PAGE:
Volunteers receive over 100 hours of training in basic knowledge, practical knowhow, and in ‘how to be’ with themselves, with residents and their families. Training is given by in-house and external people with deep experience of their subject. Probably learning ‘how to be’ is of the greatest importance in volunteers’ support of patient, family and friends. What matters most is how we are more than what we say or do.
The training is open to anyone wishing to become a volunteer. It involves a lot of small group and pair exercises and profound discussions of topics, which some participants can find difficult for many reasons. So instead of a pre-selection process there is a self “de-selection” during the course as some participants decide that to volunteer at Tara will require greater emotional, psychological or time resources than they have available at this particular stage in life.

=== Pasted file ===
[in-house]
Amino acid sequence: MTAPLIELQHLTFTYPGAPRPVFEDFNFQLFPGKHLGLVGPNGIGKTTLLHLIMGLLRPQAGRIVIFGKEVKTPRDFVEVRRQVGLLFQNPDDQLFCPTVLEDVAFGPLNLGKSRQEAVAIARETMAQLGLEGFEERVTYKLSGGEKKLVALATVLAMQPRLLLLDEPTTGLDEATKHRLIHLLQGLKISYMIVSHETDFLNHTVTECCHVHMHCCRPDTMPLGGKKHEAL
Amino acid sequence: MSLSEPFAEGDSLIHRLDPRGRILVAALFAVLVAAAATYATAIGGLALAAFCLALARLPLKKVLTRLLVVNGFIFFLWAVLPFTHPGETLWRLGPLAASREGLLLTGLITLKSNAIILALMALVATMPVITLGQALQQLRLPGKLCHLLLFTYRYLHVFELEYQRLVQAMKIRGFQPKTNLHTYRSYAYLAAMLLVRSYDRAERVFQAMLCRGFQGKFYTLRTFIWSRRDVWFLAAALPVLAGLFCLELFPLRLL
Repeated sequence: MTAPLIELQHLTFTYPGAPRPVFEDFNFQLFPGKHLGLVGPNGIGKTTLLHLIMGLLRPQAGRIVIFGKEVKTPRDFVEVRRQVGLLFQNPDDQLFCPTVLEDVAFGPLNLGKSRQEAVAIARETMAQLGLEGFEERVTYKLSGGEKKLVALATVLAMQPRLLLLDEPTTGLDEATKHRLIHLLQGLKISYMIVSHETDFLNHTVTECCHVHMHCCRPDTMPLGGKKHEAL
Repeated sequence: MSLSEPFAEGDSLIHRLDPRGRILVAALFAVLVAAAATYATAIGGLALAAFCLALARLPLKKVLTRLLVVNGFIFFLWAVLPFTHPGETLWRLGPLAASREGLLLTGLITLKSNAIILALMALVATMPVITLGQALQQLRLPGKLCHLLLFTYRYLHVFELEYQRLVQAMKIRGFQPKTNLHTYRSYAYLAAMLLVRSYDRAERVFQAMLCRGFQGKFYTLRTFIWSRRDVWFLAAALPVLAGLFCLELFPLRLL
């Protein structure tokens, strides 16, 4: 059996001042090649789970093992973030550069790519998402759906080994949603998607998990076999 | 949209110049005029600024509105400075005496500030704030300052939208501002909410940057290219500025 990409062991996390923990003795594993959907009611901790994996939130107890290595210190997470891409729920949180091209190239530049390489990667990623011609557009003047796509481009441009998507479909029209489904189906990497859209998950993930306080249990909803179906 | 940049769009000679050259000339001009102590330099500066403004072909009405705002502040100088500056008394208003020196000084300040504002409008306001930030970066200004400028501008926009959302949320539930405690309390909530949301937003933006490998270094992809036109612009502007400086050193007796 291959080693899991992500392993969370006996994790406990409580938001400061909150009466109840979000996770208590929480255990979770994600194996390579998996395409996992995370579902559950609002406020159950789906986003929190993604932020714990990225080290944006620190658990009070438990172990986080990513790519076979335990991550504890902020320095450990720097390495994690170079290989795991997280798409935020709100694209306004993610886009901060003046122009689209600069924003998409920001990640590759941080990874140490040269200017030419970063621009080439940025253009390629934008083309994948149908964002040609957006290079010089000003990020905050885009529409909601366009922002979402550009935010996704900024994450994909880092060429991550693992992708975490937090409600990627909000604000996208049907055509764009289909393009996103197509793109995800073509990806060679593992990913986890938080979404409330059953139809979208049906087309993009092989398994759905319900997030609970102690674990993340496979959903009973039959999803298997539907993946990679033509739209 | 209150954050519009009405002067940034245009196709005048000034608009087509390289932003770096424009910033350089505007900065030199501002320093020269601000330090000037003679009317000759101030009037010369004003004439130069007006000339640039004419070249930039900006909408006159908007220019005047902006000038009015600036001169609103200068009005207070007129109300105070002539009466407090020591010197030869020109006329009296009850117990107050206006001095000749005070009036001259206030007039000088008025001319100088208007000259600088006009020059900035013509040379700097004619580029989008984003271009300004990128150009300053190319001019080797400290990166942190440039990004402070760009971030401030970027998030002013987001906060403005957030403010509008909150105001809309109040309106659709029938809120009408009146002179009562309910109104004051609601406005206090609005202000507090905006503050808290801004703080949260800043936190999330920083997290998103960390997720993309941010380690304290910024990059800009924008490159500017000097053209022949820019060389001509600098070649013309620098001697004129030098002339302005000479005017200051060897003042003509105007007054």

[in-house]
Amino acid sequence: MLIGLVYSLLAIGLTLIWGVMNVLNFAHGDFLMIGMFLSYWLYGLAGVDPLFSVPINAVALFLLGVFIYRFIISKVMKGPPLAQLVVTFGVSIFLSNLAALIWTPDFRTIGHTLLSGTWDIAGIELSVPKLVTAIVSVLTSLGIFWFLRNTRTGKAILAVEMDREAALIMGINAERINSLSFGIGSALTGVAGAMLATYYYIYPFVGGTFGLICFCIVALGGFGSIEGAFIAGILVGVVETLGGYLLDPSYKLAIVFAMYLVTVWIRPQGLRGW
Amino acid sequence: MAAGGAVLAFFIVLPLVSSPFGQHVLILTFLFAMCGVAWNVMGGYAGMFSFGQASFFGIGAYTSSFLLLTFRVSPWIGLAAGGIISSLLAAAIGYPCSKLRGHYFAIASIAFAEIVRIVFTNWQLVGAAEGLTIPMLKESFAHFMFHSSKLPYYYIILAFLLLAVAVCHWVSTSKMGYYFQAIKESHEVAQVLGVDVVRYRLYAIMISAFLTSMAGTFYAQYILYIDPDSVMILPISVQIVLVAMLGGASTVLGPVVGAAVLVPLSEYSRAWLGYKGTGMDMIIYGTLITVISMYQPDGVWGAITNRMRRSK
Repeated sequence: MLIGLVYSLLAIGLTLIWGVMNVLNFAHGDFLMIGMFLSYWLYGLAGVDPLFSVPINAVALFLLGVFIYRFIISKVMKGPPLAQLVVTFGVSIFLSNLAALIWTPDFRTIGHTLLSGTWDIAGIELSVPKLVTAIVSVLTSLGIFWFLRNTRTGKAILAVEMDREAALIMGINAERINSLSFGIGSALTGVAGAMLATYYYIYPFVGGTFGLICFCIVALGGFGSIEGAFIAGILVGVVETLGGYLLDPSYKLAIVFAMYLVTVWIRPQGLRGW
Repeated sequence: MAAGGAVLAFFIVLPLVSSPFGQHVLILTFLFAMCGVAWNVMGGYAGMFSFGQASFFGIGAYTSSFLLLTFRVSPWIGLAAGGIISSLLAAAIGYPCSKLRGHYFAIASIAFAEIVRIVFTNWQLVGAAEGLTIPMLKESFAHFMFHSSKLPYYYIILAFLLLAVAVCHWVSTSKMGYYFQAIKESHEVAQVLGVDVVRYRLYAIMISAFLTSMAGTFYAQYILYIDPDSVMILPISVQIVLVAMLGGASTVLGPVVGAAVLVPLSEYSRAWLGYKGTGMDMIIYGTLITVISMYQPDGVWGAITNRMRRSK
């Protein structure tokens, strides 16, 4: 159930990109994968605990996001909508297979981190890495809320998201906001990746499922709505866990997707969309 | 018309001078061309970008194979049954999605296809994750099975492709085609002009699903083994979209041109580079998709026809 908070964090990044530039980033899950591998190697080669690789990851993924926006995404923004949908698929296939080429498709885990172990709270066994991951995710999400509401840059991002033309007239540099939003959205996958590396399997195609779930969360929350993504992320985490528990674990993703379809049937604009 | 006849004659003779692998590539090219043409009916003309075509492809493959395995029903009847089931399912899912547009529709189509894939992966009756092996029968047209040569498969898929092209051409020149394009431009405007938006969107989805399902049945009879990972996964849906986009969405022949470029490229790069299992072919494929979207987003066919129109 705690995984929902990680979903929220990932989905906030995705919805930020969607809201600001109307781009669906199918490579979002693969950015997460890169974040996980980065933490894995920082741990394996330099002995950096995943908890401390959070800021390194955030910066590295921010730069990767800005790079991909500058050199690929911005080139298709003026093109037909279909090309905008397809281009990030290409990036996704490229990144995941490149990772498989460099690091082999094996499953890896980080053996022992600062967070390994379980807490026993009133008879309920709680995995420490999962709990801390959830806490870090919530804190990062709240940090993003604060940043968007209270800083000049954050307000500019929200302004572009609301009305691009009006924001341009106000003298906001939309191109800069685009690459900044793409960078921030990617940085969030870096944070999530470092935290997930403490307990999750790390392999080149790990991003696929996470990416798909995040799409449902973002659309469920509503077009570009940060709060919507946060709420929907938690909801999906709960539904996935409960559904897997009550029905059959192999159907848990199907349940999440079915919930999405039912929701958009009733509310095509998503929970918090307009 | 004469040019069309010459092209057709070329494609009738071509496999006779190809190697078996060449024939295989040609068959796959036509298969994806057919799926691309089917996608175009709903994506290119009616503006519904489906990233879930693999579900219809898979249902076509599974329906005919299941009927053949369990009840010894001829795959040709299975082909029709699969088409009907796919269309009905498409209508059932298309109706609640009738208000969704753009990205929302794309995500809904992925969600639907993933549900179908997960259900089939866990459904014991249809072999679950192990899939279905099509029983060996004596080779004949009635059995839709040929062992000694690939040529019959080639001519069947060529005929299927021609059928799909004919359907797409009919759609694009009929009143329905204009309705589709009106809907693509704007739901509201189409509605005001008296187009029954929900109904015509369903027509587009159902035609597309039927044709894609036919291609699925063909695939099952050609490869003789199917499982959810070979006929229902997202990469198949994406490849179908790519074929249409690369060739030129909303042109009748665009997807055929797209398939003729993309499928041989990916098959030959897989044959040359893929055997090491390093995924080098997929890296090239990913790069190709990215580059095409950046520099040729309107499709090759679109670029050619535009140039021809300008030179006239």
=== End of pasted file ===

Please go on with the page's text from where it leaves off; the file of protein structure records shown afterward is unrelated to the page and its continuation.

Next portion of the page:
For those who are able to stay the course there are many personal rewards. As one volunteer wrote in her evaluation form: “It enabled me to deal with my personal issues and to deal better with life in general. The practices also enabled us to put ourselves in the residents’ and volunteers’ shoes and to know how to cope with certain situations.“ Another said: “I found the course extremely helpful. Having lost (and accompanied beforehand) several loved ones, I found it all very therapeutic. It’s good to speak to others who have been there too.” For more feedback on the training programme see ‘Feedback’ on the next page.
The programme starts with modules on palliative care covering: illness, the ageing process, pain and pain control, the death process, experiencing grief and ethics.
Further modules cover infectious disease, hygiene, patient transfer, manipulation of wheel chairs and beds, patient positioning, transfer and relaxing massage.
Know how to be
Finally there are modules on learning how to be: the capacity to care emotionally and spiritually for patients, their families and their loved ones. The intent is to offer the patient an unconditional presence, witnessing without trying to find answers. Both the patient and the carer benefit in this process.